Cars are without a doubt one of the most aspirational purchases you can make in your life. It doesn’t matter whether you’re rich or poor, or somewhere in between, driving a better car is something most people yearn to do. The problem is that better cars cost more money, and as you need the best, most reliable car possible for general use, that often doesn’t leave any funds for a dream car.
Unfortunately, most dream cars aren’t the types of vehicles you want to use as everyday run-around or to commute to work in. That means you’ll need at least one regular car in addition to having a dream car in many cases, especially if you have a family. A dream car is then, for most people, a luxury purchase – something you don’t need but would love to have.
Paying for your dream car
Saving up to buy your dream car is a sensible approach, or you could consider a personal loan. If your credit history isn’t very good, there are bad credit loans available that not only provide you with the capital but will contribute towards improving your credit record if you keep up the repayments. You could also ask for contributions from friends and family instead of birthday gifts, or find some assets to sell to boost your savings pot.
The first question to ask yourself is what is your dream car? If you’re thinking Ferrari or Lamborghini, then you’re aiming high, as these supercars are expensive to buy and costly to run, and have very little practical use. There are also the extras like insurance to think about. Cover for luxury brands and high-performance vehicles doesn’t come cheap, and with a valuable car, it’s not something you can afford to economize on.
On the other hand, if you like the idea of a high-performance supercar but aren’t so concerned about the badge, there are other makes that can match the performance of these iconic cars but have a considerably lower price tag. For example, a Lotus will give you very much the same kind of experience as a Ferrari, at a fraction of the cost. Having said that, they’re still not cheap; so if a supercar is your thing, you’ll need to start a savings fund or find a way to make some extra money!
Maybe you’re more of a fan of old cars, in which case you’ll be in a far more affordable price range. Some classics are just as expensive as supercars – and classic supercars can be worth millions of dollars. If these elite vehicles are out of your reach, there are many other beautiful and unusual cars to consider. Mustangs, Camaros, and other American sports and muscle cars always turn heads, and models from the 1960s are particularly desirable, yet they can be reasonably priced as there are still many examples around.
In the classic car world, the model is the factor that influences the price most significantly, so you could, for example, buy a standard Mustang for below $20,000, a Shelby Mustang will set you back an eye-watering $100,000 or more. Luckily there are more classics becoming available as time passes and the current cars become historical artifacts. Not all old cars become classics, but many do, and you can find some great cars for under ten thousand dollars if you shop around.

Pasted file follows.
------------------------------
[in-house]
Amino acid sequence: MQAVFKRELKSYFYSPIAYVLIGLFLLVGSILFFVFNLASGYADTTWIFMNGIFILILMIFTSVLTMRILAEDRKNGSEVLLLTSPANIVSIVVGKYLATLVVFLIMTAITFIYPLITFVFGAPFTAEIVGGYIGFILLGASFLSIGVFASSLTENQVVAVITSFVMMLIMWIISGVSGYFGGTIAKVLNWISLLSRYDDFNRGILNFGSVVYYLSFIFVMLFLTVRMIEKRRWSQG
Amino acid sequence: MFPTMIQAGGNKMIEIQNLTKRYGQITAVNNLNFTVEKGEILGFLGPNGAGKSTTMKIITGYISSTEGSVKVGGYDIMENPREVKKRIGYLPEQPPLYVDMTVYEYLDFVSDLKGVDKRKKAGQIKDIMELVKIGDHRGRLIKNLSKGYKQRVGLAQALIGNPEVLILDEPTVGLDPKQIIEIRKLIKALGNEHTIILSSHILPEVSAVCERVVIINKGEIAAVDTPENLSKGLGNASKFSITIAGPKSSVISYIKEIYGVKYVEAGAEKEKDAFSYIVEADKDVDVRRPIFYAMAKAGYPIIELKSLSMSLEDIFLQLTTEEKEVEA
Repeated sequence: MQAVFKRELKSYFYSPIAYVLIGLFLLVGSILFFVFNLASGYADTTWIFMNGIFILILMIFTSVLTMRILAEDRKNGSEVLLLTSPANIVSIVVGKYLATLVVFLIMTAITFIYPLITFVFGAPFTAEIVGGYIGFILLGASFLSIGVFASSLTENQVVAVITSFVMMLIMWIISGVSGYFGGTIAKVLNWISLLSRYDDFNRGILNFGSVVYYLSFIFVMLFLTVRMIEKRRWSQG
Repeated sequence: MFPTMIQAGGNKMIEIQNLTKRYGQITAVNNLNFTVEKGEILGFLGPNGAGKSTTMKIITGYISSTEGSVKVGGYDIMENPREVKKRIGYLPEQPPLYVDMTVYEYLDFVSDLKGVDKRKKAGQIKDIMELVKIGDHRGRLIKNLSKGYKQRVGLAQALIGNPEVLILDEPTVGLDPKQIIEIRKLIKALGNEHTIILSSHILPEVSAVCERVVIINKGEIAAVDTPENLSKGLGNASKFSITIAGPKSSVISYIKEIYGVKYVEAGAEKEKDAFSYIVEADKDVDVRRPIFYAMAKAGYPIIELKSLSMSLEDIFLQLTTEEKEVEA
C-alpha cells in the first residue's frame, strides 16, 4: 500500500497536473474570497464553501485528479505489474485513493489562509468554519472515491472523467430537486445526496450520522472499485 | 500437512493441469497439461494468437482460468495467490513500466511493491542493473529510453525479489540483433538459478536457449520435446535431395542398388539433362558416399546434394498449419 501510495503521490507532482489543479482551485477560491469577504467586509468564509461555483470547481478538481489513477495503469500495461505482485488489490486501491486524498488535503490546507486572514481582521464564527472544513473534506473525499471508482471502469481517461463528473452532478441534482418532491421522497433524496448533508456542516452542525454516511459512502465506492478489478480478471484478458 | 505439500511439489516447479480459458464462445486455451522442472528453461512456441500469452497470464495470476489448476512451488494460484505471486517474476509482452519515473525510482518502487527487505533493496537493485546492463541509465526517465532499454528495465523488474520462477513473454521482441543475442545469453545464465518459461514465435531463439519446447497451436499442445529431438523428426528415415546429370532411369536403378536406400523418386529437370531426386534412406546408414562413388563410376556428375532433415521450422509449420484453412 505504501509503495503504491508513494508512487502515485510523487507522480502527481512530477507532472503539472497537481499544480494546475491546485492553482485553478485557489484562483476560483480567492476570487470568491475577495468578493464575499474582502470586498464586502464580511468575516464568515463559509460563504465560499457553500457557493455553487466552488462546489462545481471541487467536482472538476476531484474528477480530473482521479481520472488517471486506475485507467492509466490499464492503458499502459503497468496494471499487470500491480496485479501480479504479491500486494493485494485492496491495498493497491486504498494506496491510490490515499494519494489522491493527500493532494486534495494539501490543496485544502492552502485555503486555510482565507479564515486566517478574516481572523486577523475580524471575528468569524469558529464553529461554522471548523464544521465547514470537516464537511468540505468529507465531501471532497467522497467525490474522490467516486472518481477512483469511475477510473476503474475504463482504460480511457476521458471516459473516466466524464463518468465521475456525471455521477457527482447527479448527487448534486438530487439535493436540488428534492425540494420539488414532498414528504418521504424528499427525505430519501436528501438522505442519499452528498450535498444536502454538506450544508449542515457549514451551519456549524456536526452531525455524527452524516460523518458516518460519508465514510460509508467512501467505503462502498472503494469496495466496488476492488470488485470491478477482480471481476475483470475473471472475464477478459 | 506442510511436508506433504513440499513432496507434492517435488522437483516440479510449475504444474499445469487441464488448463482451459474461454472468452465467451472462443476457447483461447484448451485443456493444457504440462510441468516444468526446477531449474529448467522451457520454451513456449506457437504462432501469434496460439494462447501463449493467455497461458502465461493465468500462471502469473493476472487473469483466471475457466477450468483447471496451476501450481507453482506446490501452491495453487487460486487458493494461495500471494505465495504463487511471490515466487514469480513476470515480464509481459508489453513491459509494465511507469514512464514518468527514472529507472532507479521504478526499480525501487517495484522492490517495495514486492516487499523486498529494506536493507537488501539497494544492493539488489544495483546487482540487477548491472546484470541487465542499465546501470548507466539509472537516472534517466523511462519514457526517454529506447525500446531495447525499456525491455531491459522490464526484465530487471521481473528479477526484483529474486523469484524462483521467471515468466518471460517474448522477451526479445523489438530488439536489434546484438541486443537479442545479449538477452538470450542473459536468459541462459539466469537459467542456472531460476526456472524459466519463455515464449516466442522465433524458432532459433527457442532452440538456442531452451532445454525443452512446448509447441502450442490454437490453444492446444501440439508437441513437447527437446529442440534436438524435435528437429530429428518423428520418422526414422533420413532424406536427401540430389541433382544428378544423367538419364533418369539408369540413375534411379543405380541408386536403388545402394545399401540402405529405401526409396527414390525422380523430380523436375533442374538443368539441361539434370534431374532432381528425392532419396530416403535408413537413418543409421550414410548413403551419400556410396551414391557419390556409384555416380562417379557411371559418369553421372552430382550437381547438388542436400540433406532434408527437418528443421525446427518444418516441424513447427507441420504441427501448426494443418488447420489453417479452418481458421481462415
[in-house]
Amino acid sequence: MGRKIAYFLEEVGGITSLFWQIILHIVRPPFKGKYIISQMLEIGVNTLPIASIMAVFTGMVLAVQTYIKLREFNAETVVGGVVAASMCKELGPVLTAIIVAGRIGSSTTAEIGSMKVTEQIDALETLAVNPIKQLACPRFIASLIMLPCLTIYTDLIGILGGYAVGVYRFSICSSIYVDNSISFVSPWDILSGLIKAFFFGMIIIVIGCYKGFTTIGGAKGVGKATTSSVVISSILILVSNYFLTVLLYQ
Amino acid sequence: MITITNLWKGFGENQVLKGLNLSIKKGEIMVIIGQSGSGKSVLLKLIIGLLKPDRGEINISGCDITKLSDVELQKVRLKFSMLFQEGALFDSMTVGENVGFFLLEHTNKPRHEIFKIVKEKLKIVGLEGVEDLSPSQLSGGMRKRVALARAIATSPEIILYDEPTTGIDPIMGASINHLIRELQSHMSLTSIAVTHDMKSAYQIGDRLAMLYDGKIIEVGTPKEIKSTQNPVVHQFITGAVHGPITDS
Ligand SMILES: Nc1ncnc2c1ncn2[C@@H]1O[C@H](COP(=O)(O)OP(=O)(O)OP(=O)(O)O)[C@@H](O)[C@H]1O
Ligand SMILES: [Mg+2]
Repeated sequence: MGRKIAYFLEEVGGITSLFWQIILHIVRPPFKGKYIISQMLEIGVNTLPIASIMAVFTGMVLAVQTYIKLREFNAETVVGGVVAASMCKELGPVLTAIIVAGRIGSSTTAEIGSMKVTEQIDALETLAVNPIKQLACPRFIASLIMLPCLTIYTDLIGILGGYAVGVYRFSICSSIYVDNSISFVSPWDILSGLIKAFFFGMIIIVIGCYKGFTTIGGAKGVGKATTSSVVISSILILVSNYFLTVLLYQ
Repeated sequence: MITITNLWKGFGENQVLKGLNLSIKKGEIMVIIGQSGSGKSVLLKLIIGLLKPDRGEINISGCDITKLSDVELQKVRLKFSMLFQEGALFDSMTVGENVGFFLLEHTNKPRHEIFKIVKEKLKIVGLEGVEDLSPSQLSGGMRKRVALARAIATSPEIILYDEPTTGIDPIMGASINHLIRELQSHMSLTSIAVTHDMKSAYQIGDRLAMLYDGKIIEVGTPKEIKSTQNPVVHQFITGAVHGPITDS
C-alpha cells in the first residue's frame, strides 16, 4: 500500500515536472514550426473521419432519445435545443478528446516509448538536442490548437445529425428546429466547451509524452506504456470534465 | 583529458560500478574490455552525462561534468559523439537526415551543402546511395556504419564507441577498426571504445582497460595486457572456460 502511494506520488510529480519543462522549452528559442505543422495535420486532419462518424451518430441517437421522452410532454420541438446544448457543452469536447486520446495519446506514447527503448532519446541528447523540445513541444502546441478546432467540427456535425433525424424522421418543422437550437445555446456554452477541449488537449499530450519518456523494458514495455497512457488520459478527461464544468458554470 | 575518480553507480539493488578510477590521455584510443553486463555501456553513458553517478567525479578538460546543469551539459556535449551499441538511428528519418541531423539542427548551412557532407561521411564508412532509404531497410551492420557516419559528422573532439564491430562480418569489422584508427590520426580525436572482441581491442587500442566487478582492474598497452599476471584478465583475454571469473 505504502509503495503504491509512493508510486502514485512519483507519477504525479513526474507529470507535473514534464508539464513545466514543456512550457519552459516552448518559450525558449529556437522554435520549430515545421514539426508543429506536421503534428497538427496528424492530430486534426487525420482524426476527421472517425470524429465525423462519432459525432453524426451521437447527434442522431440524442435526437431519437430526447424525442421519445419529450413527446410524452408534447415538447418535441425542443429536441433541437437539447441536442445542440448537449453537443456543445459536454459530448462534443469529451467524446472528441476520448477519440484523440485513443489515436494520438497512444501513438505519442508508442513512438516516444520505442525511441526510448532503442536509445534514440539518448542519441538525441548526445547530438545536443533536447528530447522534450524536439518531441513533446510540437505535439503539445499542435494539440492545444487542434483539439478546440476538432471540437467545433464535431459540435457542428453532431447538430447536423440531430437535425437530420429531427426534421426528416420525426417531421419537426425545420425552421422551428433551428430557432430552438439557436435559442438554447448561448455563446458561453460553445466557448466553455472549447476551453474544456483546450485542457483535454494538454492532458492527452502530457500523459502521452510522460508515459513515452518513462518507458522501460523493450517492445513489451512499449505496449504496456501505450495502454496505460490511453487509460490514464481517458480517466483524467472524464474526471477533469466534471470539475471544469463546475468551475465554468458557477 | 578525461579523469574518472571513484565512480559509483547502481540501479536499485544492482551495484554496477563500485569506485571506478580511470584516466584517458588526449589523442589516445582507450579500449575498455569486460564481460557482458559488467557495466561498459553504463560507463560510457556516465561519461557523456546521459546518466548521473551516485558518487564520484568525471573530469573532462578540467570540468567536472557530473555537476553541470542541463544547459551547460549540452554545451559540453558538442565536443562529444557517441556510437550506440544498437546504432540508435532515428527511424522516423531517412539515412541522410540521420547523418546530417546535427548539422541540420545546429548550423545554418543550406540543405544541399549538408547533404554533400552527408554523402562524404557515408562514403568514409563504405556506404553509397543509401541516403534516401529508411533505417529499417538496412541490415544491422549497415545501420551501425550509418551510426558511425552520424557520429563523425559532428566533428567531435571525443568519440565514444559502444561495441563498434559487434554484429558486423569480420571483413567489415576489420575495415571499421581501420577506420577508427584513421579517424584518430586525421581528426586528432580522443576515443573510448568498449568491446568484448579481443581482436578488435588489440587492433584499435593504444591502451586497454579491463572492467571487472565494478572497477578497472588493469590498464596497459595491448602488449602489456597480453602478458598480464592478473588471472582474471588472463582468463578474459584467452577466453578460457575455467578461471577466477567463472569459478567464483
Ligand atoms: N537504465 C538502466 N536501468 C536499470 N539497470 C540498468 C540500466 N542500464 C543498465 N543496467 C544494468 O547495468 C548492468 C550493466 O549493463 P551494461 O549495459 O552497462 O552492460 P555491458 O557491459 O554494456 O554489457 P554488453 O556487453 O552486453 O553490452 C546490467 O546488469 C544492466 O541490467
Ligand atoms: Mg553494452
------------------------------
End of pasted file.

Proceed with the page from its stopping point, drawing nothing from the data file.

Restoring or buying mint
Buying a car that’s in mint condition will inevitably cost you more than one that needs a bit of work doing to it. The advantage is that you shouldn’t have to spend too much money on the car beyond regular running costs if you keep it well-maintained. The problem is you have to pay a higher lump sum in the first place. If you aren’t interested in doing your own restoration work, then it makes more sense to save up the extra for a car that’s in good condition, because an old car can go through money the way it goes through gas!
You can easily spend ten or twenty times the purchase price on restoring an old car, and in many cases, the money you put into it won’t be reflected in the value when it’s completed. If you do like fiddling with cars and have some skills in that area, then that could well be part of the appeal of buying a car to do up. If this is the case, you need to work out how much time you can spend on your car and how much work there is to do, so you can see how long it’s going to take.
It’s not unusual for restoration projects to languish half-finished in garages for years because their owners didn’t have the time or expertise to do all the work, and if you invest in a dream car, you want to be able to use it and show it off.
Practical aspects to dream car ownership
As well as buying the car in the first place, you need to think about where you’re going to keep it. If you live on the west coast, rust won’t be such a problem, but in the rest of the country, you could watch your precious car flaking away if it’s left out in all weathers. Bodywork repairs are some of the most costly, so you need to keep your car undercover in a dry atmosphere to avoid problems with rust.
Running costs are also an important consideration. There’s not a lot of point having a beautiful car in your garage if you can’t afford the spare parts, or the fuel consumption is so high it costs a fortune to go anywhere. Many classics and high-performance cars have a very high mpg, often in the low teens or even single figures. If your dream car is a gas-guzzler, you need to budget for the cost of taking it out.
Owning your dream car is a wonderful feeling, but don’t spoil it by being too ambitious or not doing your sums. Take your time, organize your funds, and make sure you buy the right car for you, and you’ll be a very happy car owner.
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